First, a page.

How to Replace Shell in Linux: An Effective Method

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Have you implemented a fresh shell on your Linux setup and now wish to establish it as your permanent selection? Or maybe the latest distribution you’re experimenting with features a shell that doesn’t quite fit your preferences, and you’d rather return to the well-known comforts of a reliable Bash? No need to worry! This tutorial will guide you through seamlessly altering your Linux shell in just a matter of minutes. Let’s commence.

Procedure for Altering Your Linux Shell

Within Linux, the shell serves as a mediator between the user and the operating system, handling commands and returning outputs.

It’s vital to acknowledge that you can install multiple shells on your system and transition between them as required. You can also temporarily modify shells for a single session or configure them permanently.

To ascertain which shells are presently installed on your Linux system, execute the following command:

cat /etc/shellsCode language: Bash (bash)
Installed Linux shells.

To determine your current shell, type the following command:

echo $SHELLCode language: Bash (bash)
Checking current shell in use.
Checking current shell in use.

The output clearly indicates that our current shell is Bash.

Temporary Transition to Another Linux Shell

Suppose you desire to switch to Fish temporarily—provided it’s already installed on your Linux system. To make this shift, simply input the command fish.

Your terminal will promptly switch to Fish. To return to Bash, just type exit.

Temporarily changing among Linux shells.
Temporarily changing among Linux shells.

While this is helpful, remember that these adjustments are only temporary. Once you close the terminal or open a new one, it will revert to the default shell.

Permanent Transition to Another Linux Shell

Yet, if you wish to permanently transition to a different shell, employ the chsh (change shell) command. This tool allows a user to permanently alter their default command-line shell in Linux.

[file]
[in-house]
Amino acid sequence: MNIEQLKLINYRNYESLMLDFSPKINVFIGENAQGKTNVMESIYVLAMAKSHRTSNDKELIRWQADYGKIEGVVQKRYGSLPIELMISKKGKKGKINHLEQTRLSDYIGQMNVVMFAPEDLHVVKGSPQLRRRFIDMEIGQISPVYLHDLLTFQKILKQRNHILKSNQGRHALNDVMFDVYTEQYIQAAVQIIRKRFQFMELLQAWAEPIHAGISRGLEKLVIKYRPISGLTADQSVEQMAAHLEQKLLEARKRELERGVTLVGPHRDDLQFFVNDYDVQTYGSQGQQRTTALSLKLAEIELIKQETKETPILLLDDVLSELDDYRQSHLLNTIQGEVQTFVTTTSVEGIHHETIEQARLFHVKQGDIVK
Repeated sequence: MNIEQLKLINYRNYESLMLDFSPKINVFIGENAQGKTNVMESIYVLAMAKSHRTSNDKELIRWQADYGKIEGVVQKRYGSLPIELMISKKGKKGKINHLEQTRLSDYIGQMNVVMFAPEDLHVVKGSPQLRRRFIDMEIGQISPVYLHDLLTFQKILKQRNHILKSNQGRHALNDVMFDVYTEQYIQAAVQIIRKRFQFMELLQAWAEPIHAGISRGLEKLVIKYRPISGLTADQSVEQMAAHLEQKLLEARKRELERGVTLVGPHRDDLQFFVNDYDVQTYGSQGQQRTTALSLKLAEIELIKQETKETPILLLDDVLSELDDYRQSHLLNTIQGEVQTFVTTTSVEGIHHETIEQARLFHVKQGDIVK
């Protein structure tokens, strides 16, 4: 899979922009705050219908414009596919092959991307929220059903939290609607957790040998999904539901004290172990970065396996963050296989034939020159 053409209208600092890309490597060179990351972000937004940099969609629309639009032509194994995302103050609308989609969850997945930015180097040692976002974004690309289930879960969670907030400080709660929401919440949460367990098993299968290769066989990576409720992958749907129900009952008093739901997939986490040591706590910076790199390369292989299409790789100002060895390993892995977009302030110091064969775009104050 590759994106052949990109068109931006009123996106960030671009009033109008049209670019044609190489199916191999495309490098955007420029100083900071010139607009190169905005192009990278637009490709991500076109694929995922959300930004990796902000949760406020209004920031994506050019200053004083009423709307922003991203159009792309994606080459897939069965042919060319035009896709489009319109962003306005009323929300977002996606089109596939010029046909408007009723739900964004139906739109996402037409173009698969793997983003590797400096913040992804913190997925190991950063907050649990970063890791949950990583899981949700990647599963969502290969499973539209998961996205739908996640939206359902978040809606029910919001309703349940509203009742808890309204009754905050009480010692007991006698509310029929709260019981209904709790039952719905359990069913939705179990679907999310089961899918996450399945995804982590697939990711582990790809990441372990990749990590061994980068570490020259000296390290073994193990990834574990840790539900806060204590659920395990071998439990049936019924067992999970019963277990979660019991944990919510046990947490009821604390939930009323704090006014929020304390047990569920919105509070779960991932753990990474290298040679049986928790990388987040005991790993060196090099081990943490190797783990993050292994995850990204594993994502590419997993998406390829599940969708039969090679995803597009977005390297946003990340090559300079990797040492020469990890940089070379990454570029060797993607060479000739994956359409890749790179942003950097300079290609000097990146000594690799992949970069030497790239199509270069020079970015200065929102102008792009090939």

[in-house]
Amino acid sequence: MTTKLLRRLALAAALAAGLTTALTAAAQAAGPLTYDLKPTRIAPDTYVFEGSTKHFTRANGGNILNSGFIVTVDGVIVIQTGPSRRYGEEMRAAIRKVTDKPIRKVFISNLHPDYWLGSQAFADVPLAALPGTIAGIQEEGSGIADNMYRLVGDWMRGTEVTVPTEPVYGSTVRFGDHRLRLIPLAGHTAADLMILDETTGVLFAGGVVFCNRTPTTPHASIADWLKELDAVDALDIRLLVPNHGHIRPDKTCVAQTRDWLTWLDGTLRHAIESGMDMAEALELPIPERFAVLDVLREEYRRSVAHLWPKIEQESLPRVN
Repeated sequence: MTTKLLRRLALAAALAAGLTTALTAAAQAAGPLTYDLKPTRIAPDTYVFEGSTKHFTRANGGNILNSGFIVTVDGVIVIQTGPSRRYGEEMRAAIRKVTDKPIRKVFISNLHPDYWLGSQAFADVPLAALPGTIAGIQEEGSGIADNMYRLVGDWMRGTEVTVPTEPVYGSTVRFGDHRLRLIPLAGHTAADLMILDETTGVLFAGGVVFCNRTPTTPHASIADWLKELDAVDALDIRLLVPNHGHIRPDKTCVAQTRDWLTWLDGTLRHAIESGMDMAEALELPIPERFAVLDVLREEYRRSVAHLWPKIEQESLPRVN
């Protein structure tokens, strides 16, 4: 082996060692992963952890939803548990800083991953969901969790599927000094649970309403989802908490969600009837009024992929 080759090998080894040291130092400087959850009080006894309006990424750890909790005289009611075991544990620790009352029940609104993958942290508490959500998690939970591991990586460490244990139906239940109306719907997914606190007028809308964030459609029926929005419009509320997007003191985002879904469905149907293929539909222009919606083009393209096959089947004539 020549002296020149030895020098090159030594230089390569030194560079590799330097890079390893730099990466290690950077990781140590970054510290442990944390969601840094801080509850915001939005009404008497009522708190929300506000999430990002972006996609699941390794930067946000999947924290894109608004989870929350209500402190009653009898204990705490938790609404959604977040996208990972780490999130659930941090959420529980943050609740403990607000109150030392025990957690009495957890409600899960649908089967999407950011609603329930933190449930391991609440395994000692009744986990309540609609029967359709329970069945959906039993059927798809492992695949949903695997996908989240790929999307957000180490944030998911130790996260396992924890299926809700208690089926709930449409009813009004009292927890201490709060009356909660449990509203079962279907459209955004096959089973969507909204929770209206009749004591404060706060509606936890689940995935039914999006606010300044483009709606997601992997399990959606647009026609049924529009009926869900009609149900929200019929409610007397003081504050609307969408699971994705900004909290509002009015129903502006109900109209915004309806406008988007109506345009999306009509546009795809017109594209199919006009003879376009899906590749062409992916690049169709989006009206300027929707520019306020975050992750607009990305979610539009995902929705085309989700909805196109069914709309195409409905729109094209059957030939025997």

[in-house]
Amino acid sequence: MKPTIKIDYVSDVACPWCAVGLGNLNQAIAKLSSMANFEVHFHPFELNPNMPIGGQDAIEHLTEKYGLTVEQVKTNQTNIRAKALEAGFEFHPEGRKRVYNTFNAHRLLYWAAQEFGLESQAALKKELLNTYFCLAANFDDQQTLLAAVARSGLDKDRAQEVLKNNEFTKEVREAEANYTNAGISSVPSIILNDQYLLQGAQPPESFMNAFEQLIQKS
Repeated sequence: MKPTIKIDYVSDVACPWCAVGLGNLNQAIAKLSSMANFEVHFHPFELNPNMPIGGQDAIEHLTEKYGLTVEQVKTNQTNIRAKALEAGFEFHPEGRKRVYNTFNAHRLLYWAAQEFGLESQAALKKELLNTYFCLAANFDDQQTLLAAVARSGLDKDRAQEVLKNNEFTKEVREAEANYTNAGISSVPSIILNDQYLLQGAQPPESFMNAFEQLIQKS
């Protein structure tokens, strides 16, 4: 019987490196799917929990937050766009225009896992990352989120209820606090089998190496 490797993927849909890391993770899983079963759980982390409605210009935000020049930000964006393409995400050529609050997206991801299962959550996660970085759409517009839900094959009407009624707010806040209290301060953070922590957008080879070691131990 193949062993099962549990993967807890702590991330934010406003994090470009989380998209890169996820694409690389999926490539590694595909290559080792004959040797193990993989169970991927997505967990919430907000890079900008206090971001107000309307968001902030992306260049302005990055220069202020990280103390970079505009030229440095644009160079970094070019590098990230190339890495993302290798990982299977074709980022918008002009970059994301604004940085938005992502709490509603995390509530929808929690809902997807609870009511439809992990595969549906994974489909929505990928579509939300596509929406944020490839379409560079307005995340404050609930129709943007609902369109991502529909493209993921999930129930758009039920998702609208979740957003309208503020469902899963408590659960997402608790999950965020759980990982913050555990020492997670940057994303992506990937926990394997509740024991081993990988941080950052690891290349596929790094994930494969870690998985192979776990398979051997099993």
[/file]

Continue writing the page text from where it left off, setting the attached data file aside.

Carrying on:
The process is straightforward and involves two steps. First, determine the complete path to the shell’s executable binary by executing the following command, utilizing only the shell’s name as an argument, e.g., “fish.”

which fishCode language: Bash (bash)

Subsequently, execute the chsh command with the “-s” option, providing the full path to the shell as an argument. Upon prompt, enter your user password and press “Enter” to confirm.

chsh -s /usr/bin/fishCode language: Bash (bash)
Permanently transitioning to a new Linux shell.
Permanently transitioning to a new Linux shell.

That’s it. Log out for the changes to take effect. Upon logging back in, your new shell will become the default for your account. Additionally, you can confirm this by examining your account entry in the “/etc/passwd” file.

Permanently transitioning to a new Linux shell.
Permanently transitioning to a new Linux shell.

Concluding Note

Swapping between Linux shells is simple and entails executing a single command: chsh. With this utility, you can conveniently switch between different shells to find the one that best suits your needs. Refer to the manual page for further details on chsh.

Nevertheless, each shell possesses its configuration files where you can tailor settings, aliases, functions, etc., or make visual enhancements to suit your preferences. Sample configurations are available for the Bash shell.

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